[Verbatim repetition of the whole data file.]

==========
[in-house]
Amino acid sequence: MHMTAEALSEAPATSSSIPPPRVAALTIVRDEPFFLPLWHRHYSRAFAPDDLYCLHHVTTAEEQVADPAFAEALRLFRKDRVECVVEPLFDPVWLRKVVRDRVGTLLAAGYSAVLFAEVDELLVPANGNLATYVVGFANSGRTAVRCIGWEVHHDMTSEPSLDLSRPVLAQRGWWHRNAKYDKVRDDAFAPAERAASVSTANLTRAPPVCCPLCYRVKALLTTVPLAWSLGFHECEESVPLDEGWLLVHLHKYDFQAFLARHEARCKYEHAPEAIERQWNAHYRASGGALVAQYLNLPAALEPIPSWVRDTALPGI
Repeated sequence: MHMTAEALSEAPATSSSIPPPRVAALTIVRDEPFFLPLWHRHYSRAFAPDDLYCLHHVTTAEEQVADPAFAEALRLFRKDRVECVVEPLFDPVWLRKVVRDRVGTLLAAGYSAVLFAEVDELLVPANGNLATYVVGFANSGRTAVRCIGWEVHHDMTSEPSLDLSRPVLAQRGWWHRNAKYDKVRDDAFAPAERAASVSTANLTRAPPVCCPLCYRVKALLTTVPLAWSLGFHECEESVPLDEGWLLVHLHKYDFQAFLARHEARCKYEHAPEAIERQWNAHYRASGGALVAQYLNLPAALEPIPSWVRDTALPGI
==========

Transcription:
[in-house]
Amino acid sequence: MHMTAEALSEAPATSSSIPPPRVAALTIVRDEPFFLPLWHRHYSRAFAPDDLYCLHHVTTAEEQVADPAFAEALRLFRKDRVECVVEPLFDPVWLRKVVRDRVGTLLAAGYSAVLFAEVDELLVPANGNLATYVVGFANSGRTAVRCIGWEVHHDMTSEPSLDLSRPVLAQRGWWHRNAKYDKVRDDAFAPAERAASVSTANLTRAPPVCCPLCYRVKALLTTVPLAWSLGFHECEESVPLDEGWLLVHLHKYDFQAFLARHEARCKYEHAPEAIERQWNAHYRASGGALVAQYLNLPAALEPIPSWVRDTALPGI
Repeated sequence: MHMTAEALSEAPATSSSIPPPRVAALTIVRDEPFFLPLWHRHYSRAFAPDDLYCLHHVTTAEEQVADPAFAEALRLFRKDRVECVVEPLFDPVWLRKVVRDRVGTLLAAGYSAVLFAEVDELLVPANGNLATYVVGFANSGRTAVRCIGWEVHHDMTSEPSLDLSRPVLAQRGWWHRNAKYDKVRDDAFAPAERAASVSTANLTRAPPVCCPLCYRVKALLTTVPLAWSLGFHECEESVPLDEGWLLVHLHKYDFQAFLARHEARCKYEHAPEAIERQWNAHYRASGGALVAQYLNLPAALEPIPSWVRDTALPGI